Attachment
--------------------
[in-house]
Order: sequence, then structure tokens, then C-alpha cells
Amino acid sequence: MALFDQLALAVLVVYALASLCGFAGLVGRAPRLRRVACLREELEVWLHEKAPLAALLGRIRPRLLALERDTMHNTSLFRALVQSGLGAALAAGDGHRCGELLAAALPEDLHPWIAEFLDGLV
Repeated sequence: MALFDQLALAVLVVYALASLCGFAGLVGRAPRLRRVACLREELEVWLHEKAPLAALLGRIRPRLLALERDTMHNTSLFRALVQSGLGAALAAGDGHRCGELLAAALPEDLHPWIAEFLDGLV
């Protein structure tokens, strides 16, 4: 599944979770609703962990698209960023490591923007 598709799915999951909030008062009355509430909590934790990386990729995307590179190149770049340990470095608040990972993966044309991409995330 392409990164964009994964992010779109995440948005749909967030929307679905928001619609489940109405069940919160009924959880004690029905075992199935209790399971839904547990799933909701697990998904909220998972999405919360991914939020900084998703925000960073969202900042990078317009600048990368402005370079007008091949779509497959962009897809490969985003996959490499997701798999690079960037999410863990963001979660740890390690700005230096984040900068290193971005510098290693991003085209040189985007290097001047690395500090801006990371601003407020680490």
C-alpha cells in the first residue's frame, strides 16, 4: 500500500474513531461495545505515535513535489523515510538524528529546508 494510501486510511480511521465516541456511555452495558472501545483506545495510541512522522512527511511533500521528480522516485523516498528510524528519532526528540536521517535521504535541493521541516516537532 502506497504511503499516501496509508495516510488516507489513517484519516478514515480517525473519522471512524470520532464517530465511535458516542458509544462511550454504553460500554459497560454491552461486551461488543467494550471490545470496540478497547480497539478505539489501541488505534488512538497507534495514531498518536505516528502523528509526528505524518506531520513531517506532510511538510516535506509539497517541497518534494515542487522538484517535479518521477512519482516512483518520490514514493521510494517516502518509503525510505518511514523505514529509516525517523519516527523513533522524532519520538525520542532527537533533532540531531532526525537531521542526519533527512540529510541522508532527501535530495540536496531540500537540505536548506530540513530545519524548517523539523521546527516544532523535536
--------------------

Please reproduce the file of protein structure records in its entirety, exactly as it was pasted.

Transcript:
[in-house]
Order: sequence, then structure tokens, then C-alpha cells
Amino acid sequence: MALFDQLALAVLVVYALASLCGFAGLVGRAPRLRRVACLREELEVWLHEKAPLAALLGRIRPRLLALERDTMHNTSLFRALVQSGLGAALAAGDGHRCGELLAAALPEDLHPWIAEFLDGLV
Repeated sequence: MALFDQLALAVLVVYALASLCGFAGLVGRAPRLRRVACLREELEVWLHEKAPLAALLGRIRPRLLALERDTMHNTSLFRALVQSGLGAALAAGDGHRCGELLAAALPEDLHPWIAEFLDGLV
């Protein structure tokens, strides 16, 4: 599944979770609703962990698209960023490591923007 598709799915999951909030008062009355509430909590934790990386990729995307590179190149770049340990470095608040990972993966044309991409995330 392409990164964009994964992010779109995440948005749909967030929307679905928001619609489940109405069940919160009924959880004690029905075992199935209790399971839904547990799933909701697990998904909220998972999405919360991914939020900084998703925000960073969202900042990078317009600048990368402005370079007008091949779509497959962009897809490969985003996959490499997701798999690079960037999410863990963001979660740890390690700005230096984040900068290193971005510098290693991003085209040189985007290097001047690395500090801006990371601003407020680490």
C-alpha cells in the first residue's frame, strides 16, 4: 500500500474513531461495545505515535513535489523515510538524528529546508 494510501486510511480511521465516541456511555452495558472501545483506545495510541512522522512527511511533500521528480522516485523516498528510524528519532526528540536521517535521504535541493521541516516537532 502506497504511503499516501496509508495516510488516507489513517484519516478514515480517525473519522471512524470520532464517530465511535458516542458509544462511550454504553460500554459497560454491552461486551461488543467494550471490545470496540478497547480497539478505539489501541488505534488512538497507534495514531498518536505516528502523528509526528505524518506531520513531517506532510511538510516535506509539497517541497518534494515542487522538484517535479518521477512519482516512483518520490514514493521510494517516502518509503525510505518511514523505514529509516525517523519516527523513533522524532519520538525520542532527537533533532540531531532526525537531521542526519533527512540529510541522508532527501535530495540536496531540500537540505536548506530540513530545519524548517523539523521546527516544532523535536